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Georgia Eviction Process



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Georgia Eviction Process    |    Georgia Eviction Notice
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When you are done reading about the Georgia Eviction Process below, we recommend you purchase the corresponding Georgia Eviction Notice to be delivered to your Tenant.



Eviction in Georgia:


Georgia Eviction Laws


The foundation of the Georgia Landlord Tenant and Eviction Laws are found in the Title 44 Chapter 7 of the Georgia Code. If you are a Georgia Landlord, it is a good idea to review these laws and be familiar with them.

Grounds for Eviction in Georgia


In the State of Georgia, a tenant can be evicted for one of three reasons:

Serving the Georgia Eviction Notice


The first step in the Georgia Eviction Process is serving the tenant with an Eviction Notice, called a Demand for Possession or Notice to Quit in Georgia. To evict a tenant for non-payment of rent, for lease violations, or for staying beyond the lease term, the Georgia Code does not give a specific notice period. It simply says that before the landlord can sue the tenant for possession of the property, the landlord must demand that the tenant immediately give up possession. This Demand for Possession is also called a Notice to Quit. It should be in writing and should be delivered to the tenant in a way that the landlord can prove it was actually delivered. If after demand for possession is made, and the tenant has not either surrendered possession or fixed the problem, the landlord must go to the local magistrate court and file a Dispossessory Affidavit.

Dispossessory Affidavit


The dispossessory affidavit is a document where the landlord swears under oath the facts of the case, and asks the court to help evict the tenant. The court that handles evictions for the landlord's property will usually have dispossessory affidavit forms that the landlord can fill out and file. For example the Magistrate Court of Fulton County Georgia has an affidavit available for download on their website. There will be a filing fee associated with it. The affidavit states the name of the landlord and tenant, the reason for the eviction, that the landlord demanded possession of the property and that possession was refused, the amount of rent owed (if applicable). When the dispossessory affidavit is filed with the court, the court will issue what is called a summons.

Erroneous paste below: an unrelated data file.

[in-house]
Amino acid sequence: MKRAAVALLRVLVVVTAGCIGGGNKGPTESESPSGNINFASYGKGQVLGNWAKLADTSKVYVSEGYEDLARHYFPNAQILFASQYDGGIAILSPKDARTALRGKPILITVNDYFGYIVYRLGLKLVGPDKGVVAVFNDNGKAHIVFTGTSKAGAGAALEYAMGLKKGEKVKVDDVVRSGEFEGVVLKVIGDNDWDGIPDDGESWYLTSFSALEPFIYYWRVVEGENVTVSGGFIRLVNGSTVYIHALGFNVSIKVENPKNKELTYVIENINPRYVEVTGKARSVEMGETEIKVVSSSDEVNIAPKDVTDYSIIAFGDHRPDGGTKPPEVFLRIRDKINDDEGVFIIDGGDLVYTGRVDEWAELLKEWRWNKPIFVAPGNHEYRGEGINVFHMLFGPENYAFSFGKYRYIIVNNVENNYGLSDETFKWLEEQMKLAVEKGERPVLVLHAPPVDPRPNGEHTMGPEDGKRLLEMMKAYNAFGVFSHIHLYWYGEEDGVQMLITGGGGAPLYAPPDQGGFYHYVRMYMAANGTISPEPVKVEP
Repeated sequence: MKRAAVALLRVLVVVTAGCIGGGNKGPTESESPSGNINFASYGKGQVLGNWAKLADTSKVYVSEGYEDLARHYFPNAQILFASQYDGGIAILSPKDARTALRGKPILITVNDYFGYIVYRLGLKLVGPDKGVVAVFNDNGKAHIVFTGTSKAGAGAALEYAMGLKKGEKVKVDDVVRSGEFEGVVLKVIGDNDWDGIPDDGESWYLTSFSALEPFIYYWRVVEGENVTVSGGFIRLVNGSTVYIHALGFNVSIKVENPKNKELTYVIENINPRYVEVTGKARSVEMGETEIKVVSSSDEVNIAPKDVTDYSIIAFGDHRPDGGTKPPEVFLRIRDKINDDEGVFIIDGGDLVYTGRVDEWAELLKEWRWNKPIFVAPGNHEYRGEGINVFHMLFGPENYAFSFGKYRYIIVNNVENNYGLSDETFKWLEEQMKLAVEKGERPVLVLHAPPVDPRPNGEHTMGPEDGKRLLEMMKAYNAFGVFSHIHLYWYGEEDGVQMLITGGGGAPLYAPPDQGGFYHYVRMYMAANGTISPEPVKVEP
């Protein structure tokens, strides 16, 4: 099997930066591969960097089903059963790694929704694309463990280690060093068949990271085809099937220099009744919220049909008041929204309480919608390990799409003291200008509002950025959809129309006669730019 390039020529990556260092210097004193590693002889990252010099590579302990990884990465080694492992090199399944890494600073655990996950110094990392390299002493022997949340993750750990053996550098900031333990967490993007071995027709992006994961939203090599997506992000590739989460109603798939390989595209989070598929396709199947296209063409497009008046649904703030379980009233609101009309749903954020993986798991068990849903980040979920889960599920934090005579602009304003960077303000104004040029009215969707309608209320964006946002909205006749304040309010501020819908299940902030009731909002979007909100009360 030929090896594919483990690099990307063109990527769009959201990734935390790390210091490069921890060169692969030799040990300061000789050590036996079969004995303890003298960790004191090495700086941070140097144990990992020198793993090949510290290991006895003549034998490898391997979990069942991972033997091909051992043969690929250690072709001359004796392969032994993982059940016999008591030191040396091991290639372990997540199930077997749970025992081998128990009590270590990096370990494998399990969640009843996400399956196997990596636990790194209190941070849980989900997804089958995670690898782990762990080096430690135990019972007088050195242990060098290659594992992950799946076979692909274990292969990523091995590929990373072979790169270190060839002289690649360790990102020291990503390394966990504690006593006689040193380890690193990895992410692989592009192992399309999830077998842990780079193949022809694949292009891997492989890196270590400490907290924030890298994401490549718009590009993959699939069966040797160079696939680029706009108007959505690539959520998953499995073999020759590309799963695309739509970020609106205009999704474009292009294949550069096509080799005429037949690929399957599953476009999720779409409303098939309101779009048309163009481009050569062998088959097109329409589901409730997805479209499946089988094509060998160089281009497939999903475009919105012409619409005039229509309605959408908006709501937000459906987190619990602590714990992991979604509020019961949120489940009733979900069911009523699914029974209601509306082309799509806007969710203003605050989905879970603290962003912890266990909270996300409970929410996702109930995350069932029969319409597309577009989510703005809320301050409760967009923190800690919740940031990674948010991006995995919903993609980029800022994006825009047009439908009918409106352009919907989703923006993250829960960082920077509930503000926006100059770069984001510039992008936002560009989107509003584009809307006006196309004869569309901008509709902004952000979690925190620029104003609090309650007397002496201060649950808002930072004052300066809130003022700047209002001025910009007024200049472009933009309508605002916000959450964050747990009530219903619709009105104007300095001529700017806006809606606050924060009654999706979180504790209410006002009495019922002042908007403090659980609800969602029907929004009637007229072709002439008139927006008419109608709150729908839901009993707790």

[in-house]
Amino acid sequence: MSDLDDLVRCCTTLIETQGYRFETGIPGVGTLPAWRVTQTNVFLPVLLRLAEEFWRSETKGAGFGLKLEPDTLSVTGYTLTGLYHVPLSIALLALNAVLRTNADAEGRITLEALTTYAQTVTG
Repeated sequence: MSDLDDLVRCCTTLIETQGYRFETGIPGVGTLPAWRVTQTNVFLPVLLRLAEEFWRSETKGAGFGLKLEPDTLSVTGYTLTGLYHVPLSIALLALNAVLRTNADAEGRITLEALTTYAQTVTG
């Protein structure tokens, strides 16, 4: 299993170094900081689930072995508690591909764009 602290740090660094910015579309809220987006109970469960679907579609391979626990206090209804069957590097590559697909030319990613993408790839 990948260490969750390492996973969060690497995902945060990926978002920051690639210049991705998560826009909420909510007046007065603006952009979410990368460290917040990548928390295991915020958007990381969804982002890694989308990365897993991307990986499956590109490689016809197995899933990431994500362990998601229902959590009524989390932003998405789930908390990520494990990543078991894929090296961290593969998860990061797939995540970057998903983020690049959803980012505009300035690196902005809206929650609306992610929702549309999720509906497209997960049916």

Summons (Dispossessory Warrant)


Upon filing the affidavit the court will prepare a Summons (also called a dispossessory warrant) and direct the local sheriff to deliver the summons to the tenant. The summons will be either (1) hand delivered to the tenant, (2) delivered to an adult who resides at the home with the tenant, or (3) tacked to the door AND sent certified mail. The summons is what tells the tenant that they are being sued for eviction. It gives them 7 days to answer the summons and tells them where to answer it. If the eviction is for non-payment of rent, Georgia law allows the tenant to pay the rent plus late fees and court costs before the 7 days is up, and the case will be dismissed.

Default or Trial


If the tenant fails to answer the Summons, which is common, then the landlord wins by default. The court will issue the landlord a Writ of Possession, which will allow the sheriff to physically remove the tenant if necessary (see below). If the tenant answers the summons within the 7 day time period, then the court will set a trial date. While the trial is pending, the landlord can request the court to order the tenant to pay rent into the court registry. At the trial, the landlord needs to present all the evidence on why the tenant should be evicted. The landlord should bring documents and witnesses in order to prove their case. If the court rules for the landlord, a Writ of Possession will be issued. If the landlord has requested a Writ of Possession AND an award for back rent, it is important to note that the court will not issue an award of back rent if the Summons to the tenant was served by tacking it to the door and mailing it to the tenant.

Writ of Possession


The Writ of Possession says that the landlord is legally entitled to possession of the property. It gives the tenant 7 days to move out of the property, or else the sheriff will come over and physically remove them. During this 7 day period, the tenant can file an appeal from the trial court to a higher court. If this happens, the landlord can ask the court to order the tenant to pay rent into the court registry.



Next Step: We recommend you purchase the corresponding Georgia Eviction Notice to be delivered to your Tenant.


This site strives to have the most current information on state eviction laws and forms, however, legislatures and judges' rulings are always changing the laws. The information on this site is to be used as a guide, and is not to be used as legal advice, or as a substitute for the advice of an attorney. If you believe any information on this site is incorrect or needs to be updated, please Contact Us immediately.